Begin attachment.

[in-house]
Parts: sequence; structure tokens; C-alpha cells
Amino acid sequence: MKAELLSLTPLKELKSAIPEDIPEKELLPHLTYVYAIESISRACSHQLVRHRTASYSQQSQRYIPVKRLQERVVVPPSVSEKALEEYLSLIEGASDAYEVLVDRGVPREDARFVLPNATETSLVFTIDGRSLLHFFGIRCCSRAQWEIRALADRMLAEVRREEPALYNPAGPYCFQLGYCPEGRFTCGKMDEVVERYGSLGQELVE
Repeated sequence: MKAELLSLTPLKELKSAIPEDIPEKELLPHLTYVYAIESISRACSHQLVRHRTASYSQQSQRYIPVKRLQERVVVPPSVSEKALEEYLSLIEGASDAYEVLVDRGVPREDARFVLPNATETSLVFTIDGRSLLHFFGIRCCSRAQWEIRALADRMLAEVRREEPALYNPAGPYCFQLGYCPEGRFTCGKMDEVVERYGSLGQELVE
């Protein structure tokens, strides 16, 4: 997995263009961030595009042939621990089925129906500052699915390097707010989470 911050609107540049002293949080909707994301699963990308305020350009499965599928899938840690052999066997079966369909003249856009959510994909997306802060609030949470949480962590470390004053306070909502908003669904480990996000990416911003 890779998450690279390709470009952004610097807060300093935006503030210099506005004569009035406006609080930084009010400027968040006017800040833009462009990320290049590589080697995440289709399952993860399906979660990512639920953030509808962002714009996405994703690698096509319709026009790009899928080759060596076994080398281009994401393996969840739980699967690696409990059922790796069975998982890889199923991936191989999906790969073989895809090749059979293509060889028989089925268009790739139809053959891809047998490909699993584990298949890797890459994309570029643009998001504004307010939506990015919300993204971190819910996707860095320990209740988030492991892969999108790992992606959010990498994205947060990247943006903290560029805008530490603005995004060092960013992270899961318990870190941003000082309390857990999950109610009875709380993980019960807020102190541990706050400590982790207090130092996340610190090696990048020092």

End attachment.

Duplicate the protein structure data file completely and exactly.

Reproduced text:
[in-house]
Parts: sequence; structure tokens; C-alpha cells
Amino acid sequence: MKAELLSLTPLKELKSAIPEDIPEKELLPHLTYVYAIESISRACSHQLVRHRTASYSQQSQRYIPVKRLQERVVVPPSVSEKALEEYLSLIEGASDAYEVLVDRGVPREDARFVLPNATETSLVFTIDGRSLLHFFGIRCCSRAQWEIRALADRMLAEVRREEPALYNPAGPYCFQLGYCPEGRFTCGKMDEVVERYGSLGQELVE
Repeated sequence: MKAELLSLTPLKELKSAIPEDIPEKELLPHLTYVYAIESISRACSHQLVRHRTASYSQQSQRYIPVKRLQERVVVPPSVSEKALEEYLSLIEGASDAYEVLVDRGVPREDARFVLPNATETSLVFTIDGRSLLHFFGIRCCSRAQWEIRALADRMLAEVRREEPALYNPAGPYCFQLGYCPEGRFTCGKMDEVVERYGSLGQELVE
């Protein structure tokens, strides 16, 4: 997995263009961030595009042939621990089925129906500052699915390097707010989470 911050609107540049002293949080909707994301699963990308305020350009499965599928899938840690052999066997079966369909003249856009959510994909997306802060609030949470949480962590470390004053306070909502908003669904480990996000990416911003 890779998450690279390709470009952004610097807060300093935006503030210099506005004569009035406006609080930084009010400027968040006017800040833009462009990320290049590589080697995440289709399952993860399906979660990512639920953030509808962002714009996405994703690698096509319709026009790009899928080759060596076994080398281009994401393996969840739980699967690696409990059922790796069975998982890889199923991936191989999906790969073989895809090749059979293509060889028989089925268009790739139809053959891809047998490909699993584990298949890797890459994309570029643009998001504004307010939506990015919300993204971190819910996707860095320990209740988030492991892969999108790992992606959010990498994205947060990247943006903290560029805008530490603005995004060092960013992270899961318990870190941003000082309390857990999950109610009875709380993980019960807020102190541990706050400590982790207090130092996340610190090696990048020092």